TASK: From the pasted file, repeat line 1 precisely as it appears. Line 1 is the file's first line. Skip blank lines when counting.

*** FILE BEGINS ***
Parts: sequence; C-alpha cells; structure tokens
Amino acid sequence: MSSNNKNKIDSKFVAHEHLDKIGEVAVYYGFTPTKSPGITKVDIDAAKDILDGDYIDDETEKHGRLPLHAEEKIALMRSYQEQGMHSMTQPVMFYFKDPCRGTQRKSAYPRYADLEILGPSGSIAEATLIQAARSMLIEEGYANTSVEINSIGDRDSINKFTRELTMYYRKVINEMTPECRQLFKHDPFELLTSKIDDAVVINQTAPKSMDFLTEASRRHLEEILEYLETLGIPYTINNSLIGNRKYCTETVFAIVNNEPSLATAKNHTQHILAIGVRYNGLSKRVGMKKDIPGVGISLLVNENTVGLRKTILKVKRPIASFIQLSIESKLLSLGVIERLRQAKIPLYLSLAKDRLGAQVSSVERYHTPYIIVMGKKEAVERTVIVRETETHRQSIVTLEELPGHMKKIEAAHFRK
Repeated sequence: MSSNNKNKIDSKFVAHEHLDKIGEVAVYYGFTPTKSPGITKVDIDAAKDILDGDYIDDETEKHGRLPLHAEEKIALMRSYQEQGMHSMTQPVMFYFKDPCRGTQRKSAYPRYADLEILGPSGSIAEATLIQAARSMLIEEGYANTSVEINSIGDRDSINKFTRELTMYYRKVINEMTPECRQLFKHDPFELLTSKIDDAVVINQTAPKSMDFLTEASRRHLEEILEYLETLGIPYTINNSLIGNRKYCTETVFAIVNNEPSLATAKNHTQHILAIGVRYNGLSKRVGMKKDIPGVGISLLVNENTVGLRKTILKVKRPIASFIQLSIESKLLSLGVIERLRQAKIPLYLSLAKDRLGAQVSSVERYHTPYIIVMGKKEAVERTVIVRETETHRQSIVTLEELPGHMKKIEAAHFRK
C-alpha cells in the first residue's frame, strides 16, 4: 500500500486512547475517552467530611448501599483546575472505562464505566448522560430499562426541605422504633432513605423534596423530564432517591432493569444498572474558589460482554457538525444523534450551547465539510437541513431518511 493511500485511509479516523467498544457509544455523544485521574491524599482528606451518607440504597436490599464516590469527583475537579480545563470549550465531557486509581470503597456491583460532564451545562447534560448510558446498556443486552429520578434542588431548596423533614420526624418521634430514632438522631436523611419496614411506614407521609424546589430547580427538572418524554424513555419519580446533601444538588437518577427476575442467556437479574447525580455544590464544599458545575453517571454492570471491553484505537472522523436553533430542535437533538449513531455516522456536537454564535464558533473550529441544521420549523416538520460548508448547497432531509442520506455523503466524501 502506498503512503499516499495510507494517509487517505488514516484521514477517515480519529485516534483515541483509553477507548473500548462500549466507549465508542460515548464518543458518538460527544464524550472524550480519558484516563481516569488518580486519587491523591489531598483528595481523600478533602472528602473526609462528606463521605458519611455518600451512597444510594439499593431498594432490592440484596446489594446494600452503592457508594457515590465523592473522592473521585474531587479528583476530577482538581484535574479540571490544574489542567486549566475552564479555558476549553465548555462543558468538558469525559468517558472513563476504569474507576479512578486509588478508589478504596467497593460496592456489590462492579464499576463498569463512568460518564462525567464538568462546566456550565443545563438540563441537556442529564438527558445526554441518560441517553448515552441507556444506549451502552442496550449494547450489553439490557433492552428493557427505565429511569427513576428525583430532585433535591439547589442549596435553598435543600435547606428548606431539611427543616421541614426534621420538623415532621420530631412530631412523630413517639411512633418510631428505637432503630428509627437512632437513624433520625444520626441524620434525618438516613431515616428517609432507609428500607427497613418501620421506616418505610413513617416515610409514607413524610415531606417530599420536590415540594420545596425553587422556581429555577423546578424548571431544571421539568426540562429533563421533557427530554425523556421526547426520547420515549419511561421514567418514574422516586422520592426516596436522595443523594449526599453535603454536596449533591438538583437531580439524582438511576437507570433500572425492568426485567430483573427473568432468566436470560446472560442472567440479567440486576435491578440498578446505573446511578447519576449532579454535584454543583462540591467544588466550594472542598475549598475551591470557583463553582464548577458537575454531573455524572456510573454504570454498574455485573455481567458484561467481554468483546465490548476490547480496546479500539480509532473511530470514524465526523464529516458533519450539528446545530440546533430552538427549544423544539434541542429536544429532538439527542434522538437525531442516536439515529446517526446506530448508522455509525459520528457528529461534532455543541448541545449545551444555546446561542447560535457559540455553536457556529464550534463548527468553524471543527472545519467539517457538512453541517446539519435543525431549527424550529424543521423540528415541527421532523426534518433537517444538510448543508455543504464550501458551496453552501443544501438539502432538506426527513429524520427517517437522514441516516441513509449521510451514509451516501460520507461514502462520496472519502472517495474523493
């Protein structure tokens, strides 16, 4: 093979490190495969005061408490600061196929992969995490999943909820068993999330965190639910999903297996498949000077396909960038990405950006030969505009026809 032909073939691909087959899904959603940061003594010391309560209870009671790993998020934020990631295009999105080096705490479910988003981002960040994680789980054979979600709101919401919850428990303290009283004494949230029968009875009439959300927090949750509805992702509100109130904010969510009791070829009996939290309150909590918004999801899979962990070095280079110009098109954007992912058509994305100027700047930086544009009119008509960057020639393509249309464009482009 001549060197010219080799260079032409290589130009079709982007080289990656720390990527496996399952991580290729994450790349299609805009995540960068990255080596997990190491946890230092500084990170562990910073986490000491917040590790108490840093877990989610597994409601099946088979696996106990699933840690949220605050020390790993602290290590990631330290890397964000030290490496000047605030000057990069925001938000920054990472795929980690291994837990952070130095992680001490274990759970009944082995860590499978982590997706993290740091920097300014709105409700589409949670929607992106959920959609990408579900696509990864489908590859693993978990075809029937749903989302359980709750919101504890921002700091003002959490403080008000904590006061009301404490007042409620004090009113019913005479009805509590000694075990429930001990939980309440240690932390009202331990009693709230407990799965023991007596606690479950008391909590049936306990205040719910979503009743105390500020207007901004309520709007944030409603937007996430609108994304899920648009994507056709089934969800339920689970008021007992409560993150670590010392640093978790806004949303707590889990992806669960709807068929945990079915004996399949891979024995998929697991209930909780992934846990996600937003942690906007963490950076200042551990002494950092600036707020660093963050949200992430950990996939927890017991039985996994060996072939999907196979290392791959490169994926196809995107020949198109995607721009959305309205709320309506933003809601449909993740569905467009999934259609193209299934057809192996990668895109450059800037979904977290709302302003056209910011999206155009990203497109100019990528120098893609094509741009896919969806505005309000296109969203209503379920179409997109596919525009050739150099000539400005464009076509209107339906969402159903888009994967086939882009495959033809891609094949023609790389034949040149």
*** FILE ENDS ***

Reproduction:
Parts: sequence; C-alpha cells; structure tokens